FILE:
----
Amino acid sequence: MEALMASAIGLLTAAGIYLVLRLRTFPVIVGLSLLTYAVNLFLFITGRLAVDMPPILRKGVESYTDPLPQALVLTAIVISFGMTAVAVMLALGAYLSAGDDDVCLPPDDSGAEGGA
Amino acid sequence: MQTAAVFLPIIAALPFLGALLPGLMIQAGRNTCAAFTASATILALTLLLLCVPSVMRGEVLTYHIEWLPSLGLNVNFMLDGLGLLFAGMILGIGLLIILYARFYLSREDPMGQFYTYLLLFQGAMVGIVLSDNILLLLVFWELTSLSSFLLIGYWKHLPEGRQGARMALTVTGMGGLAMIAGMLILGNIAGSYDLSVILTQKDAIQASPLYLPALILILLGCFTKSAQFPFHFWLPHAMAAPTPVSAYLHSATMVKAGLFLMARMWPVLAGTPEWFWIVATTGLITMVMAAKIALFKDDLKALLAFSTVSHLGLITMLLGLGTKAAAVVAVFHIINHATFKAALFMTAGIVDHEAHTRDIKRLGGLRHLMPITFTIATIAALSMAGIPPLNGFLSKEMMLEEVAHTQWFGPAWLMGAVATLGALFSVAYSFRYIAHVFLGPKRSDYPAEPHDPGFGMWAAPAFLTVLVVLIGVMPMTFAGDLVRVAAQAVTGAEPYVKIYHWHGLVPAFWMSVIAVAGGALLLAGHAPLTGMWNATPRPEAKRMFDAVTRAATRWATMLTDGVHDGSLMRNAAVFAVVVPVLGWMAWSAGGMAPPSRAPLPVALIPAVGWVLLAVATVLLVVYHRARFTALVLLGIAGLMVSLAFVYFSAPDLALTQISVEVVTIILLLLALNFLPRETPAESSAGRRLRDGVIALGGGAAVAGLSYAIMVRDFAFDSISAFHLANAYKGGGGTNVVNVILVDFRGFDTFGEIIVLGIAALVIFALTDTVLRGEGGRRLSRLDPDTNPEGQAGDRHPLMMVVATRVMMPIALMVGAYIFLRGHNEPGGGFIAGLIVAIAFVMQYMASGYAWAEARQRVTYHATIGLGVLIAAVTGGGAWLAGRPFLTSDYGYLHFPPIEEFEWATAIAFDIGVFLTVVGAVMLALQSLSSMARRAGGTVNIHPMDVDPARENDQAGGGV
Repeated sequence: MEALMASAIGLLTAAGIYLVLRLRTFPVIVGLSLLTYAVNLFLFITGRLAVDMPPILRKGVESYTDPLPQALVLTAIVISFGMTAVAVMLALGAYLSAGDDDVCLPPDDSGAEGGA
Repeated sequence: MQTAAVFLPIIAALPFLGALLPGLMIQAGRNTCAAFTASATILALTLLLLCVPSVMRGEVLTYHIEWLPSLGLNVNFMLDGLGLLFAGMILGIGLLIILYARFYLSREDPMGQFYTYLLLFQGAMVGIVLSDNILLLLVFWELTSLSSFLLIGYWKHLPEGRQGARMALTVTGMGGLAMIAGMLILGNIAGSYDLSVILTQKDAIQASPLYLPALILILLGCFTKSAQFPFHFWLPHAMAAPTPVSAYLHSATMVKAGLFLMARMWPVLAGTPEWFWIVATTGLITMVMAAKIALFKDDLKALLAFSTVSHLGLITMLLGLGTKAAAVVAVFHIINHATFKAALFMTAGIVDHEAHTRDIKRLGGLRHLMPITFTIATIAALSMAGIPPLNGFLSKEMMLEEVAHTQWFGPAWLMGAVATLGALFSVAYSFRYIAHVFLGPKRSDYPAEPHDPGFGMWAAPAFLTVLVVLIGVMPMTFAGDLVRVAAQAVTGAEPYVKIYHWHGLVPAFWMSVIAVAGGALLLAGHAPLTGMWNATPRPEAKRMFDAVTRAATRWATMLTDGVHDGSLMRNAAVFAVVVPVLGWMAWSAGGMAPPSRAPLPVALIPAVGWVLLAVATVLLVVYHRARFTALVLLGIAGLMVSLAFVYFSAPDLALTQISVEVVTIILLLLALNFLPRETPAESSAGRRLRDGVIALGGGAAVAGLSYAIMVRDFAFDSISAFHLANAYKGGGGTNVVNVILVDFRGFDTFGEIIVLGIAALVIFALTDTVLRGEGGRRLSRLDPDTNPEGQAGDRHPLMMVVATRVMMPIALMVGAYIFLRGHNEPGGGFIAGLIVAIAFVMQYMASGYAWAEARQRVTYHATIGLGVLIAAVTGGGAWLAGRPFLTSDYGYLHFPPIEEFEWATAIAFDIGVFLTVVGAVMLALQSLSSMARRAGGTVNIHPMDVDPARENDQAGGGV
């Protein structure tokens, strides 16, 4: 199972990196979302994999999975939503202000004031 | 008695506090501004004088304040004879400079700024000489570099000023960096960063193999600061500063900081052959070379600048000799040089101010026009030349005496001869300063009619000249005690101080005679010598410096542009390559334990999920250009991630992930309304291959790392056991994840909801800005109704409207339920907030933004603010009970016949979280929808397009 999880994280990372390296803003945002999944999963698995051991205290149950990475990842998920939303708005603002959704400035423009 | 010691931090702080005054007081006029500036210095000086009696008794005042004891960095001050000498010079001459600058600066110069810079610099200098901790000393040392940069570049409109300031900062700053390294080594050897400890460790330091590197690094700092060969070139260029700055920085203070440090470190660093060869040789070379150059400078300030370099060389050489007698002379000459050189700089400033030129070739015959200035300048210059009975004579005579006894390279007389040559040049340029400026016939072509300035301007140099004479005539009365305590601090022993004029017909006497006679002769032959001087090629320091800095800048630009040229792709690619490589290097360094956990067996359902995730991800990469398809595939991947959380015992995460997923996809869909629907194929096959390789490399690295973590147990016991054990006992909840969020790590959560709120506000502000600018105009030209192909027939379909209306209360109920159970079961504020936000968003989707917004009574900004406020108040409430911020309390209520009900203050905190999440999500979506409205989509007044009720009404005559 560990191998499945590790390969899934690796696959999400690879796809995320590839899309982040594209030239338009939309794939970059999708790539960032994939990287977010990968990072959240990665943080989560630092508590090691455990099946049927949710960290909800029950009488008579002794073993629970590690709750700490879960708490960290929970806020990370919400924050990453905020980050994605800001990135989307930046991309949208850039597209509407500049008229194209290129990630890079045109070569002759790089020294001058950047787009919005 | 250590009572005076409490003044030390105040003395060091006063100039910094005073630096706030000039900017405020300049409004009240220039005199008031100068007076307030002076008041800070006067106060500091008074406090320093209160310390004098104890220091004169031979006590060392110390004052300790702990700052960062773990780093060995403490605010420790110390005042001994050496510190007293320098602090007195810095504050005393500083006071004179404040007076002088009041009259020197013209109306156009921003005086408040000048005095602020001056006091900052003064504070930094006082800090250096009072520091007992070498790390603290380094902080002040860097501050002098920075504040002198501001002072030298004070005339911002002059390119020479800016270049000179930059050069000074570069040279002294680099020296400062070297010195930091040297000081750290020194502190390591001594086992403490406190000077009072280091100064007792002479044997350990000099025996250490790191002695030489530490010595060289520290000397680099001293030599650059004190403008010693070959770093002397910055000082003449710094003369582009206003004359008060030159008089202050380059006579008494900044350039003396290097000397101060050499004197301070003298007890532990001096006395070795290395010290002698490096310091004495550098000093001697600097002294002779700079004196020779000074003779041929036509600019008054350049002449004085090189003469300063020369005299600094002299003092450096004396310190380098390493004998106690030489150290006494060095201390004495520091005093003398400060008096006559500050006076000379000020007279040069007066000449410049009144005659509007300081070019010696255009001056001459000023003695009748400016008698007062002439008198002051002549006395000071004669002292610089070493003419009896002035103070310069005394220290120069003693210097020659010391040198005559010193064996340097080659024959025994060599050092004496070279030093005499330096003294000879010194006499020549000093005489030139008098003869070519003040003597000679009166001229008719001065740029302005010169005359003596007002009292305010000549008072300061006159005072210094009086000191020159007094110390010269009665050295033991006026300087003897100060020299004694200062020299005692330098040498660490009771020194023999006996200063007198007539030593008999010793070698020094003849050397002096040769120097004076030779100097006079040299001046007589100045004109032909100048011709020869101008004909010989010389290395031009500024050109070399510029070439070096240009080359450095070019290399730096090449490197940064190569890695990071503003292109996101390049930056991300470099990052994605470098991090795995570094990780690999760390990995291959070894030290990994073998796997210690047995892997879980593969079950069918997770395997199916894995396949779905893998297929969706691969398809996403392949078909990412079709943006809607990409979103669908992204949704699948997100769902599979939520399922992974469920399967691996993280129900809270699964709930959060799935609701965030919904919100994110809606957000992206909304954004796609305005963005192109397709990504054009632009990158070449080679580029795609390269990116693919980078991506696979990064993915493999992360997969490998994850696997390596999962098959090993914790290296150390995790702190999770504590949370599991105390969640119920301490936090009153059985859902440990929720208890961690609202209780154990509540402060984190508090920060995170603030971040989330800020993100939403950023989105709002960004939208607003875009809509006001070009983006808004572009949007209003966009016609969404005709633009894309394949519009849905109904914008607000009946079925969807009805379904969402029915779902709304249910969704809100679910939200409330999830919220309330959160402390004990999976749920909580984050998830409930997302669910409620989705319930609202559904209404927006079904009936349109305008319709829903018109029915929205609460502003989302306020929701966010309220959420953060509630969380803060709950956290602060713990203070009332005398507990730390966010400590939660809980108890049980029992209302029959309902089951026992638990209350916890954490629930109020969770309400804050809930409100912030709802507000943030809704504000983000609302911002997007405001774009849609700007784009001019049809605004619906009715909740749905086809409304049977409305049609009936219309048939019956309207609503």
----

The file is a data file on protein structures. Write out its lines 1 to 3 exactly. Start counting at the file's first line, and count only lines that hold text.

Amino acid sequence: MEALMASAIGLLTAAGIYLVLRLRTFPVIVGLSLLTYAVNLFLFITGRLAVDMPPILRKGVESYTDPLPQALVLTAIVISFGMTAVAVMLALGAYLSAGDDDVCLPPDDSGAEGGA
Amino acid sequence: MQTAAVFLPIIAALPFLGALLPGLMIQAGRNTCAAFTASATILALTLLLLCVPSVMRGEVLTYHIEWLPSLGLNVNFMLDGLGLLFAGMILGIGLLIILYARFYLSREDPMGQFYTYLLLFQGAMVGIVLSDNILLLLVFWELTSLSSFLLIGYWKHLPEGRQGARMALTVTGMGGLAMIAGMLILGNIAGSYDLSVILTQKDAIQASPLYLPALILILLGCFTKSAQFPFHFWLPHAMAAPTPVSAYLHSATMVKAGLFLMARMWPVLAGTPEWFWIVATTGLITMVMAAKIALFKDDLKALLAFSTVSHLGLITMLLGLGTKAAAVVAVFHIINHATFKAALFMTAGIVDHEAHTRDIKRLGGLRHLMPITFTIATIAALSMAGIPPLNGFLSKEMMLEEVAHTQWFGPAWLMGAVATLGALFSVAYSFRYIAHVFLGPKRSDYPAEPHDPGFGMWAAPAFLTVLVVLIGVMPMTFAGDLVRVAAQAVTGAEPYVKIYHWHGLVPAFWMSVIAVAGGALLLAGHAPLTGMWNATPRPEAKRMFDAVTRAATRWATMLTDGVHDGSLMRNAAVFAVVVPVLGWMAWSAGGMAPPSRAPLPVALIPAVGWVLLAVATVLLVVYHRARFTALVLLGIAGLMVSLAFVYFSAPDLALTQISVEVVTIILLLLALNFLPRETPAESSAGRRLRDGVIALGGGAAVAGLSYAIMVRDFAFDSISAFHLANAYKGGGGTNVVNVILVDFRGFDTFGEIIVLGIAALVIFALTDTVLRGEGGRRLSRLDPDTNPEGQAGDRHPLMMVVATRVMMPIALMVGAYIFLRGHNEPGGGFIAGLIVAIAFVMQYMASGYAWAEARQRVTYHATIGLGVLIAAVTGGGAWLAGRPFLTSDYGYLHFPPIEEFEWATAIAFDIGVFLTVVGAVMLALQSLSSMARRAGGTVNIHPMDVDPARENDQAGGGV
Repeated sequence: MEALMASAIGLLTAAGIYLVLRLRTFPVIVGLSLLTYAVNLFLFITGRLAVDMPPILRKGVESYTDPLPQALVLTAIVISFGMTAVAVMLALGAYLSAGDDDVCLPPDDSGAEGGA